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Complaint: Mental Health Professionals Face 'Horrifying' Wait Times From Maine Licensing Board

Robert F. Bukaty
Associated Press
The Maine State House is seen beyond the leafless trees in the waning weeks of autumn, Wednesday, Dec. 2, 2020, in Augusta, Maine.

Fifty mental health professionals have sent a letter to the Maine attorney general’s office citing concerns about how long it takes to become licensed, saying applications often take months to be processed. And as the would-be providers wait, so too must their clients, at a time when the demand for mental health services is surging due to the pandemic.

Last summer, Jessica Wallner was finally ready to become a fully licensed clinical counselor. After earning her degree, she had completed a requirement to practice under a supervisor for two years.

Wallner says she applied for her license in late July. But she didn’t receive final approval until a few weeks ago — in February.

“It ended up being a seven-month process. Which included a lot of really confusing communication, a lot of unclear expectations,” she says.

Wallner says when she emailed her professional licensing board with questions about the application, it took weeks to get replies.

“Their request is that you only email or call. And that you do not email or call a second time. But when you’re waiting a month and a half to receive an answer to a question, that gets really hard,” she says.

That has also been the experience for Katie Dolinsky, a licensed marriage and family therapist in Minnesota who is originally from Maine and is moving back this month. She says when she first got her license five years ago in Minnesota, the process was quick.

“So I guess I naively assumed it would be the same in another state,” she says.

But when Dolinsky emailed the Board of Counseling Professionals in Maine last October with questions about her application, she says she also waited more than a month for replies. When she managed to find direct emails for members of the board, she says she got rote answers and was discouraged from contacting them.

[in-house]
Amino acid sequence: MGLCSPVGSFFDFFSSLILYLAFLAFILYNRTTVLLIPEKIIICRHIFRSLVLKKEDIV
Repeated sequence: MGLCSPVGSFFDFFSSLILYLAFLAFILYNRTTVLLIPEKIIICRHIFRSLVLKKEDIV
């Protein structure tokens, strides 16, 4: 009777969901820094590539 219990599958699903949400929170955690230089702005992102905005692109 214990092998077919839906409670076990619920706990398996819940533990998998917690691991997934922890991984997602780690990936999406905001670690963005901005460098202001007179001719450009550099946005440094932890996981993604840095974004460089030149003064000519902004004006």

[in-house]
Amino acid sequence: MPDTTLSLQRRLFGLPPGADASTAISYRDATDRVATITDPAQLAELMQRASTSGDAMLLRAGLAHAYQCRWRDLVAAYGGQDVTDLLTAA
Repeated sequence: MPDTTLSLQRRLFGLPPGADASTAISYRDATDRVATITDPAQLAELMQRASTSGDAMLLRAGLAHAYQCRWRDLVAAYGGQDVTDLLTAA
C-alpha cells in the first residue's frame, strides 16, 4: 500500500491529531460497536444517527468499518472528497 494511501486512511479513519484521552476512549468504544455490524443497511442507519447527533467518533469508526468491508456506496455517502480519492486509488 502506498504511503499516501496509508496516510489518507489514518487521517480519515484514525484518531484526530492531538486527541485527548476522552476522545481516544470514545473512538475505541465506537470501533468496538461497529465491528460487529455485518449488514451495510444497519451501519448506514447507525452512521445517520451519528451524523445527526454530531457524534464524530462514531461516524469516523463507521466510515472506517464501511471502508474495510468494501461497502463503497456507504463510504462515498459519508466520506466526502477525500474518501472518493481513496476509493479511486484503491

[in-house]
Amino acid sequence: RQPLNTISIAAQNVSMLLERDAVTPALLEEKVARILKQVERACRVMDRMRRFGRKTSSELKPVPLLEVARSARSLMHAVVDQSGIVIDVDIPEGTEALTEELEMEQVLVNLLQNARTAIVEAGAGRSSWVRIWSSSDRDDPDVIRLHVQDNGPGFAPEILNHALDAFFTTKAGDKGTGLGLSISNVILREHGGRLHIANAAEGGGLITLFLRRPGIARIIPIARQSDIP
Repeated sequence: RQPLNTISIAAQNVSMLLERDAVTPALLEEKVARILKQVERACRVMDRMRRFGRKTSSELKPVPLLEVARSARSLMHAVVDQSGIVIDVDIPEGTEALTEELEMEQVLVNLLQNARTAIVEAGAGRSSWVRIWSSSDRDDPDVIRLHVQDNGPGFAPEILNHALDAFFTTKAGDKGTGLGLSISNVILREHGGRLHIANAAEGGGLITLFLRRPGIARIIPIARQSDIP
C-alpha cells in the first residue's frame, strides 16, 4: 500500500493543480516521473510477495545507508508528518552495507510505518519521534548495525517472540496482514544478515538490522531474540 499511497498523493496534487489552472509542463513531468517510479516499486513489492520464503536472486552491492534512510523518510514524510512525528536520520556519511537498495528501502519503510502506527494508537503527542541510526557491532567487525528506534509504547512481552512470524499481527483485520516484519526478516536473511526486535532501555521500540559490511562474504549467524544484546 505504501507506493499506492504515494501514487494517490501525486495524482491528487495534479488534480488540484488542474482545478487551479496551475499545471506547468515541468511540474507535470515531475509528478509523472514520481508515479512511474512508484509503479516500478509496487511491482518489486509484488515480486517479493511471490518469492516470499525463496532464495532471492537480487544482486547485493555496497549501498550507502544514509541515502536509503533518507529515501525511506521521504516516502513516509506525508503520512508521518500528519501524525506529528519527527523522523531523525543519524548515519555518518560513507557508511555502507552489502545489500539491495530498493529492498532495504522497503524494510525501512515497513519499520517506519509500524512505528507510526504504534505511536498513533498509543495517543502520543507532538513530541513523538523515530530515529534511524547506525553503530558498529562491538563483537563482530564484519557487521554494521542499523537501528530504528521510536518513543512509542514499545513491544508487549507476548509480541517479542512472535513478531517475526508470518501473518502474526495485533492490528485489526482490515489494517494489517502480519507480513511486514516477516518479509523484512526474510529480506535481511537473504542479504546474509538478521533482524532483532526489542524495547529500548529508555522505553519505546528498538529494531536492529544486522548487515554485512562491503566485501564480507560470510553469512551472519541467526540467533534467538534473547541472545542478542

“Just a lot of like, ‘We’re processing things as quickly as possible.’ ‘We’re processing things in the order that they’re received.’ ‘If you continue to email or call us about this, it will slow down the process,’” she says.

Dolinsky submitted her application in December and is still waiting to hear back. She says she’ll be able to practice temporarily under an emergency license in Maine due to the pandemic. But once the state of emergency is lifted, that option will be gone, and she doesn’t know if she’ll have her state license by then.

The long wait time for licensing, she says, means that there aren’t enough therapists to meet the growing demand.

“This past year has been extremely difficult for so many people in so many ways. Depression, anxiety, relationship issues, kids struggling with suicidal ideation. All of these things are up, and therapists’ caseloads are full,” Dolinsky says.

The licensing problem has prompted the letter to the Maine attorney general’s office which raises concerns that the boards that oversee licenses for counselors, psychologists and social workers are overwhelmed and likely understaffed.

The issue isn’t new, these providers say, but it’s steadily worsened, and they’re asking that licensing boards be given adequate support.

A spokesperson for the attorney general’s office referred comment to the Department of Professional and Financial Regulation. Commissioner Anne Head said in a written response that health care boards have been processing many more applications than usual, and that the department takes the concerns seriously and will assess options to address them.

Mental health providers in training hope changes come soon as they witness the experiences of their peers.

“It’s horrifying,” says Gabriella Wansker-Kirsch, who is earning her masters in counseling.

Wansker-Kirsch says she’s devoting all of her time to school and a clinical internship, and currently has no income.

“And so I’m budgeting to try to do this. And then thinking about finishing this program, but also not being able to be licensed and generate any income for almost a year is an element that I really didn’t anticipate,” she says.

And the prospect of having to wait to become licensed is especially frustrating, she says, when there’s a seemingly endless need for mental health services.